Engineering compensation is not limited to your base salary. IEEE tracks four other broad components of income as well as a large number of added benefits. For appropriately employed engineers working full time, commissions and bonuses can add value to base pay. Those kinds of rewards can fluctuate widely from one year to the next.
Small additions to base pay are reported by some members of IEEE from second jobs or overtime. For older engineers, retirement plans and profit sharing become significant, especially when engineers retire from one job but continue to work full time somewhere else (retired military officers, who are often qualified engineers, are a good example).
Most engineers enjoy excellent benefit packages, covering all of their health and retirement needs and frequently providing full health coverage for dependents. Stock options may be a factor and their use is reported to be rising. What the options are worth is a matter of speculation.
Career Path Forecast
According to the U.S. Department of Labor, Bureau of Labor Statistics, electrical engineers are expected to have employment growth of 2 percent between 2008 and 2018. Although strong demand for electrical devices -- including electric power generators, wireless phone transmitters, high-density batteries, and navigation systems -- should spur job growth, international competition and the use of engineering services performed in other countries will limit employment growth.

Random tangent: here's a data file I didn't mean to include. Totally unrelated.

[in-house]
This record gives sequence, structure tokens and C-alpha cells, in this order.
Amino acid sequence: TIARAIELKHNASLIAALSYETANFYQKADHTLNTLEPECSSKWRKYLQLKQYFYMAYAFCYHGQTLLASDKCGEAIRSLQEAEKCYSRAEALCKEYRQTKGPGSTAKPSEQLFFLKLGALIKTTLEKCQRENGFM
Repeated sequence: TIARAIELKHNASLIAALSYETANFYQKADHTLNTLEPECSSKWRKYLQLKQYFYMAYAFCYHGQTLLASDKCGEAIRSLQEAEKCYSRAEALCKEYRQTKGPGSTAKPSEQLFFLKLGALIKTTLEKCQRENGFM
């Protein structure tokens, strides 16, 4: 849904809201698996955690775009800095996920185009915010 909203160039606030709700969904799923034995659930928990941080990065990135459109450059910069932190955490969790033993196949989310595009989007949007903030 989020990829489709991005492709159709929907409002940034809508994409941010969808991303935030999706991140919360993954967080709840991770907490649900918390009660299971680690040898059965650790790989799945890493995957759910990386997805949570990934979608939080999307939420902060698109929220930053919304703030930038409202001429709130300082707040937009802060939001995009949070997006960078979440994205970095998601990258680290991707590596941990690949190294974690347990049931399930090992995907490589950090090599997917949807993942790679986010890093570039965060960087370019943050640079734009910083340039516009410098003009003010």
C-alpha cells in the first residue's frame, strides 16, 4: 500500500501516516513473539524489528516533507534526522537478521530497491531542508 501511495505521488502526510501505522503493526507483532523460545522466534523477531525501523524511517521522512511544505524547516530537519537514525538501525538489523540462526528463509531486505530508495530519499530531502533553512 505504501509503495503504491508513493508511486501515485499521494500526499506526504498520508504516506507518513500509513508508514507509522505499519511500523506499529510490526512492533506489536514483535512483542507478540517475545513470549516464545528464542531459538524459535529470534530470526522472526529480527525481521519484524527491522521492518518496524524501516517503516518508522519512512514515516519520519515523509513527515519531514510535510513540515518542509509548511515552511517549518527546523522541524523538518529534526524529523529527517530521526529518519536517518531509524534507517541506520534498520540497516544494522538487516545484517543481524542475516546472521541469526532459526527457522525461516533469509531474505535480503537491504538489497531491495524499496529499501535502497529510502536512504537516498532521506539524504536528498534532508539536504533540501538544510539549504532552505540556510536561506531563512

Electrical engineers working in firms providing engineering expertise and design services to manufacturers should have better job prospects.
Electronics engineers, on the other had, are expected to experience little to no employment change over the same projections decade. Although rising demand for electronic goods -- including communications equipment, defense-related equipment, medical electronics, and consumer product -- should continue to increase demand for electronics engineers, foreign competition in electronic products development and the use of engineering services performed in other countries will limit employment growth. Growth is expected to be fastest in service-providing industries -- particularly in firms that provide engineering and design services.
Involvement with associations is an excellent way to explore a potential career path. In addition to the obvious networking benefits, many groups offer materials and resources to help fine-tune career decisions. Many associations also support student chapters which help offer students insight and experience in their chosen field.